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Pensioners deserve honesty from the government

Clarity is the least that our nation's elderly deserve.

Pensions have dominated the front pages of our newspapers over the last few weeks with completely mixed messages, even when reporting on the same story. A recent front page by the Daily Express ran with “Millions get pensions boost”.  The same day, based on the same research, the Telegraph went with “16m lose out on pensions”.

I don’t blame the papers for the confusion though, I blame the Tories. The government is playing politics with people’s pensions, a dangerous game at the best of times, and their tactic in that game is clear: trumpet the winners and conceal the losers.

While you’d expect any government to focus on the positives, their approach becomes a real issue when ministers refuse to tell those who’ll be most affected by the changes and when it doesn’t give people a certainty of income in retirement.

With every major pension reform the Tories have announced, that’s been the lowest common denominator – failing to be up-front about who’ll be worst off. That was clear again last week when the pensions minister refused to write to those who’ll lose out under the new state pension that starts in April.

The same can be said of reductions in pension credit announced at the Autumn Statement and of tax and benefit changes that will see some of the poorest pensioner households over £200 a year worse off, according to the IFS. That’s despite a Tory manifesto pledge to ‘protect pensioner benefits’.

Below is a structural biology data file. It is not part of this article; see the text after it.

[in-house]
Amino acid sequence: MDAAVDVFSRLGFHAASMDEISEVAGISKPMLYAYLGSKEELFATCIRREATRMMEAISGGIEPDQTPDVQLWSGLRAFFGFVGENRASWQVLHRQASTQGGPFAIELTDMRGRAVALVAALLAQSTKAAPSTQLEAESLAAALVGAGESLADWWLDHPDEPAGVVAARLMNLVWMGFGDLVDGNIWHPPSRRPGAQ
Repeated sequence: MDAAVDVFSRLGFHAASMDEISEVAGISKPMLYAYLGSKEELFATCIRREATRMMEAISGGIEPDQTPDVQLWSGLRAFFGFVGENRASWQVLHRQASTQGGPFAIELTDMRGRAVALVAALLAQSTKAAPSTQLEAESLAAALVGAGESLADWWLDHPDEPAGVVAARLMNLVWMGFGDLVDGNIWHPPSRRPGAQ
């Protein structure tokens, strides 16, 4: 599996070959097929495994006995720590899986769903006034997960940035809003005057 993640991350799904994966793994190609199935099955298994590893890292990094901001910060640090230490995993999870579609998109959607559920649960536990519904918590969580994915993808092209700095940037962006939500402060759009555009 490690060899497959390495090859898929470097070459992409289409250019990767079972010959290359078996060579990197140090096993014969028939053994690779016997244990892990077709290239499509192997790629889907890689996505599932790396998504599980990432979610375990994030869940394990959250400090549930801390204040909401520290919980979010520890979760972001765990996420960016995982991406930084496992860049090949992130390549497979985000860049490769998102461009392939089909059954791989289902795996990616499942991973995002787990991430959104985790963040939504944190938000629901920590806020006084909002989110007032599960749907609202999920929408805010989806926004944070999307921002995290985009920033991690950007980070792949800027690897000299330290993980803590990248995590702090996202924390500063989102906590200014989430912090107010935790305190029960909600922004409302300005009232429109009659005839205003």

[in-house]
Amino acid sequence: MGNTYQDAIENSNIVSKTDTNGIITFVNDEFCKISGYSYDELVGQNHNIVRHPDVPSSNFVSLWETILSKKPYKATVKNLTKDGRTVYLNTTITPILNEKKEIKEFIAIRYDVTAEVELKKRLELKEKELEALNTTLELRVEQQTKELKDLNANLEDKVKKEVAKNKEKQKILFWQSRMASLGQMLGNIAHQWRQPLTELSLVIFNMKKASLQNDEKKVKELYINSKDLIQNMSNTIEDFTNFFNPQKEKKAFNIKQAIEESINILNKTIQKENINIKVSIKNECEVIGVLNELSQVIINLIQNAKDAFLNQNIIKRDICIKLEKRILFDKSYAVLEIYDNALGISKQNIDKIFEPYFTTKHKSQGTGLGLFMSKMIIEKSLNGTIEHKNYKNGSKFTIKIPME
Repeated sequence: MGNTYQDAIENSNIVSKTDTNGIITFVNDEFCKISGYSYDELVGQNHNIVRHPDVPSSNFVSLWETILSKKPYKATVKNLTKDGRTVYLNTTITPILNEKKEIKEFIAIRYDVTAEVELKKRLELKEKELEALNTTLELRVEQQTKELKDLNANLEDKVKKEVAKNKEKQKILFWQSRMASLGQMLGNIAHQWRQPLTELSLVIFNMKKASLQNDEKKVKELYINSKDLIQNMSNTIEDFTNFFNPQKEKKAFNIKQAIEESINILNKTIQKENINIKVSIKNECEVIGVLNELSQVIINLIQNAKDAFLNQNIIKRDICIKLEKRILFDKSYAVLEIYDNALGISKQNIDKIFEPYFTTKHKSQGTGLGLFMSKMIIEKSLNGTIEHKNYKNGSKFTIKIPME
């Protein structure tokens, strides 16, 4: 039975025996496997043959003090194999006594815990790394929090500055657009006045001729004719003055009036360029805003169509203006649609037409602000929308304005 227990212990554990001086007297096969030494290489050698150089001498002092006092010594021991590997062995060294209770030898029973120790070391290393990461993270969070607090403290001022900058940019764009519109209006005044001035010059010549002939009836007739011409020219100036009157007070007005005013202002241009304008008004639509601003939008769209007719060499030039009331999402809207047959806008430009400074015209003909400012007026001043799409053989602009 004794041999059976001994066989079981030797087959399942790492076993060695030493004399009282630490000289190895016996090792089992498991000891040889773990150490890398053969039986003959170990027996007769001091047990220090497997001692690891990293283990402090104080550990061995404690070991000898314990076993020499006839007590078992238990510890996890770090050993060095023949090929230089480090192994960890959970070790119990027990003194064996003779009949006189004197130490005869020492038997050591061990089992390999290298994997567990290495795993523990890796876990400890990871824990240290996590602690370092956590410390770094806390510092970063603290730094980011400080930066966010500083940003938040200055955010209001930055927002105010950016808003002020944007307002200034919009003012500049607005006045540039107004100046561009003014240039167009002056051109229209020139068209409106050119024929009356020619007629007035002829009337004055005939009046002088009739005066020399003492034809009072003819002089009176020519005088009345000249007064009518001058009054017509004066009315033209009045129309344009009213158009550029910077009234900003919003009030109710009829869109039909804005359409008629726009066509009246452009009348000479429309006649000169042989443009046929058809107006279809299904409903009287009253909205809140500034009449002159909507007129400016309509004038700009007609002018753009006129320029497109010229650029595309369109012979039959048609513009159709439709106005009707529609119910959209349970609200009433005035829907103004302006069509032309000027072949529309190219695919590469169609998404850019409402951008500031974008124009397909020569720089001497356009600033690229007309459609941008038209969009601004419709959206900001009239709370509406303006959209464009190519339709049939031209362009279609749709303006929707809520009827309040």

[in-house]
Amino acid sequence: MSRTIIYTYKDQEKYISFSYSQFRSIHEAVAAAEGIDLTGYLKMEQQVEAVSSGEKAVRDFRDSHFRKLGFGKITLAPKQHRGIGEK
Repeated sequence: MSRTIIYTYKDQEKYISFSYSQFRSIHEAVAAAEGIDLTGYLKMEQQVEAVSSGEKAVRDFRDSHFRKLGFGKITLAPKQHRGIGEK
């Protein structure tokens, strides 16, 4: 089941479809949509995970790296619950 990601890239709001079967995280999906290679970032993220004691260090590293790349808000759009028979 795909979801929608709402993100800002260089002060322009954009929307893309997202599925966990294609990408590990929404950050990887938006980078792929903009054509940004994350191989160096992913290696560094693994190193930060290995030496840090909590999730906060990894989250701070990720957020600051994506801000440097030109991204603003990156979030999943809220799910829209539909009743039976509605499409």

The government isn’t being straight with people about their pensions and nowhere is that more true than with accelerated rises to the state pension age, which left hundreds of thousands of women without proper notice of the altered timetable. That situation has been compounded by the government’s failure to properly communicate with women born in the 1950s.

It’s also the same story in a Statutory Instrument debate that I will speaking to tomorrow on behalf of Labour. Under the new state pension, people won’t be able to receive certain benefits on the basis of their partner’s national insurance contributions. Age UK has sensibly called on the government to write to those with gaps in their NI record who might be affected but again ministers are refusing.

As well as leading the front pages, pensions have made the papers with rumours of a flat rate of tax relief. Labour will closely scrutinise any proposals the government brings forward on this issue. However, a good place for ministers to start is to be honest about the downsides of any changes as well as the upsides.

People understand that any major reform to pensions is likely to create losers as well as winners. But it’s dishonest of the government to keep trumpeting the winners and concealing the losers. The Tories should treat working families with more respect. If people are going to be made worse off, the government should at least let them know. I don’t think that’s asking too much. 

Angela Rayner is Labour MP for Ashton-under-Lyne and shadow education secretary.

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Leader: Boris Johnson, a liar and a charlatan

The Foreign Secretary demeans a great office of state with his carelessness and posturing. 

Boris Johnson is a liar, a charlatan and a narcissist. In 1988, when he was a reporter at the Times, he fabricated a quotation from his godfather, an eminent historian, which duly appeared in a news story on the front page. He was sacked. (We might pause here to acknowledge the advantage to a young journalist of having a godfather whose opinions were deemed worthy of appearing in a national newspaper.) Three decades later, his character has not improved.